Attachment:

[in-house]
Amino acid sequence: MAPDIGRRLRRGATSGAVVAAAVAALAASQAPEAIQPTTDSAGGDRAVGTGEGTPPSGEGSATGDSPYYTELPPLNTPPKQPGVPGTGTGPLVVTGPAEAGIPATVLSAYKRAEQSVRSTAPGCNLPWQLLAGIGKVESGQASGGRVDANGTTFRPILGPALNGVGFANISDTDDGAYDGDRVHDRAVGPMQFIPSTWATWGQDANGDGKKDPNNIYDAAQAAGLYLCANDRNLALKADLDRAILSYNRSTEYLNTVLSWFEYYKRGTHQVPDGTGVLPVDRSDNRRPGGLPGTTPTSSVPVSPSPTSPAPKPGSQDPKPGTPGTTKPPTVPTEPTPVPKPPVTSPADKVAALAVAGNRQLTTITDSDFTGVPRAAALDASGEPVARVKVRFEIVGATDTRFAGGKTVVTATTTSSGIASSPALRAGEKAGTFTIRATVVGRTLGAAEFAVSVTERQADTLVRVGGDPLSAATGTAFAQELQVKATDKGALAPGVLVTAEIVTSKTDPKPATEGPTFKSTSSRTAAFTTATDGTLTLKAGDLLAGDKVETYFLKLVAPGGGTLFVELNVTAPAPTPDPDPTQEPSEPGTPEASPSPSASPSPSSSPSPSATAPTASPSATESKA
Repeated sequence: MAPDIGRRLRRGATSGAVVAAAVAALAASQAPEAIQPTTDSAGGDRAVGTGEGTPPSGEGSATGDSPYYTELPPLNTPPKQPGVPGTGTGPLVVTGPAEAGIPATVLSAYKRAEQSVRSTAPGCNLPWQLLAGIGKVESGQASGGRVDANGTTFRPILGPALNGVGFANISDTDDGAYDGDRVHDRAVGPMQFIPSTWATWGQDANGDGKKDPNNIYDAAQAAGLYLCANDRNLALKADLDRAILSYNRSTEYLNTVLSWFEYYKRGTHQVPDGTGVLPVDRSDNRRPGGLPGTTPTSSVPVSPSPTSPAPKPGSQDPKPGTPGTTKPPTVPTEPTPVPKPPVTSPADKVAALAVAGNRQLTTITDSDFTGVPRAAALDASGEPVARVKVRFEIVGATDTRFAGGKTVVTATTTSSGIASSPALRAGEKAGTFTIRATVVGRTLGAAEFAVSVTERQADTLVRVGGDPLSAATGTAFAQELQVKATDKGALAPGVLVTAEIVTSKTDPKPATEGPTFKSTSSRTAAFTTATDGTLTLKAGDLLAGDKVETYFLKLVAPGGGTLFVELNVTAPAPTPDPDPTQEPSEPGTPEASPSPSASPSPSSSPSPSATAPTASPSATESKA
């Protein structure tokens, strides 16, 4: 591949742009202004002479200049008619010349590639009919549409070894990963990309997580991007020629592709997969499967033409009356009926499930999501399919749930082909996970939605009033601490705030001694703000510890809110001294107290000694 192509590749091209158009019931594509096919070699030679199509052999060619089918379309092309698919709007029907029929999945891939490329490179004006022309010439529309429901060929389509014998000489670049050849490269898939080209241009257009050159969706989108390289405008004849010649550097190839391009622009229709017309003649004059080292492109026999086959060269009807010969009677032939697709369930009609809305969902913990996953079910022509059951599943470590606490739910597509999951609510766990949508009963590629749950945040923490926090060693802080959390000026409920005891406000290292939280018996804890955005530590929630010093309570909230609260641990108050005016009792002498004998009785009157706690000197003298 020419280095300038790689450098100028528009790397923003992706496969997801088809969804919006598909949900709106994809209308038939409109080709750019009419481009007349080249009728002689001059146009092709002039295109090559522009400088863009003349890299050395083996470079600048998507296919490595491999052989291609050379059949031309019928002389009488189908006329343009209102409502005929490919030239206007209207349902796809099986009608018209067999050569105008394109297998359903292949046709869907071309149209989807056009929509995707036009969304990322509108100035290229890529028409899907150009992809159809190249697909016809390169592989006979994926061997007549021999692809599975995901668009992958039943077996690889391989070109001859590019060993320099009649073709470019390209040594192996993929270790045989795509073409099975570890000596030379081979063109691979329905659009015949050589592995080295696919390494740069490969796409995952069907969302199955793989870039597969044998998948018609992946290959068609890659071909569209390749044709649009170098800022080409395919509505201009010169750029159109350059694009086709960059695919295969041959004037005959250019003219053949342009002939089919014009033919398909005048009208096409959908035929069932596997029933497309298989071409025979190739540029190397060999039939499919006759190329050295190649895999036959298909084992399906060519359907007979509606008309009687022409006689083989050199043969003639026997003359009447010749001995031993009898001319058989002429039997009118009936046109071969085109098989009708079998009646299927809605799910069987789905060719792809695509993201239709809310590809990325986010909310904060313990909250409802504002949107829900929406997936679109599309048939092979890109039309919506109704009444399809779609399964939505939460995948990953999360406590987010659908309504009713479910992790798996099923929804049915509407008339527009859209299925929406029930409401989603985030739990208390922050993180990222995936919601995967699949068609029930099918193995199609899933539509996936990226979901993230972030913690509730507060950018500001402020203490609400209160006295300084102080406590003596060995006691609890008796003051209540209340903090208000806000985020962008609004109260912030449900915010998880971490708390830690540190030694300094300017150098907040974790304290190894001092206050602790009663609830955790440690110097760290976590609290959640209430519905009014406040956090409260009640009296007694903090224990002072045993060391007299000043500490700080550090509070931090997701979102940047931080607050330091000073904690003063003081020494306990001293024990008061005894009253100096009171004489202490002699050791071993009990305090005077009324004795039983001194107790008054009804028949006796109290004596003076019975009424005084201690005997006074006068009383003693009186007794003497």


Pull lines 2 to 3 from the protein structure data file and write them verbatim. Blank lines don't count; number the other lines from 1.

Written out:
Amino acid sequence: MAPDIGRRLRRGATSGAVVAAAVAALAASQAPEAIQPTTDSAGGDRAVGTGEGTPPSGEGSATGDSPYYTELPPLNTPPKQPGVPGTGTGPLVVTGPAEAGIPATVLSAYKRAEQSVRSTAPGCNLPWQLLAGIGKVESGQASGGRVDANGTTFRPILGPALNGVGFANISDTDDGAYDGDRVHDRAVGPMQFIPSTWATWGQDANGDGKKDPNNIYDAAQAAGLYLCANDRNLALKADLDRAILSYNRSTEYLNTVLSWFEYYKRGTHQVPDGTGVLPVDRSDNRRPGGLPGTTPTSSVPVSPSPTSPAPKPGSQDPKPGTPGTTKPPTVPTEPTPVPKPPVTSPADKVAALAVAGNRQLTTITDSDFTGVPRAAALDASGEPVARVKVRFEIVGATDTRFAGGKTVVTATTTSSGIASSPALRAGEKAGTFTIRATVVGRTLGAAEFAVSVTERQADTLVRVGGDPLSAATGTAFAQELQVKATDKGALAPGVLVTAEIVTSKTDPKPATEGPTFKSTSSRTAAFTTATDGTLTLKAGDLLAGDKVETYFLKLVAPGGGTLFVELNVTAPAPTPDPDPTQEPSEPGTPEASPSPSASPSPSSSPSPSATAPTASPSATESKA
Repeated sequence: MAPDIGRRLRRGATSGAVVAAAVAALAASQAPEAIQPTTDSAGGDRAVGTGEGTPPSGEGSATGDSPYYTELPPLNTPPKQPGVPGTGTGPLVVTGPAEAGIPATVLSAYKRAEQSVRSTAPGCNLPWQLLAGIGKVESGQASGGRVDANGTTFRPILGPALNGVGFANISDTDDGAYDGDRVHDRAVGPMQFIPSTWATWGQDANGDGKKDPNNIYDAAQAAGLYLCANDRNLALKADLDRAILSYNRSTEYLNTVLSWFEYYKRGTHQVPDGTGVLPVDRSDNRRPGGLPGTTPTSSVPVSPSPTSPAPKPGSQDPKPGTPGTTKPPTVPTEPTPVPKPPVTSPADKVAALAVAGNRQLTTITDSDFTGVPRAAALDASGEPVARVKVRFEIVGATDTRFAGGKTVVTATTTSSGIASSPALRAGEKAGTFTIRATVVGRTLGAAEFAVSVTERQADTLVRVGGDPLSAATGTAFAQELQVKATDKGALAPGVLVTAEIVTSKTDPKPATEGPTFKSTSSRTAAFTTATDGTLTLKAGDLLAGDKVETYFLKLVAPGGGTLFVELNVTAPAPTPDPDPTQEPSEPGTPEASPSPSASPSPSSSPSPSATAPTASPSATESKA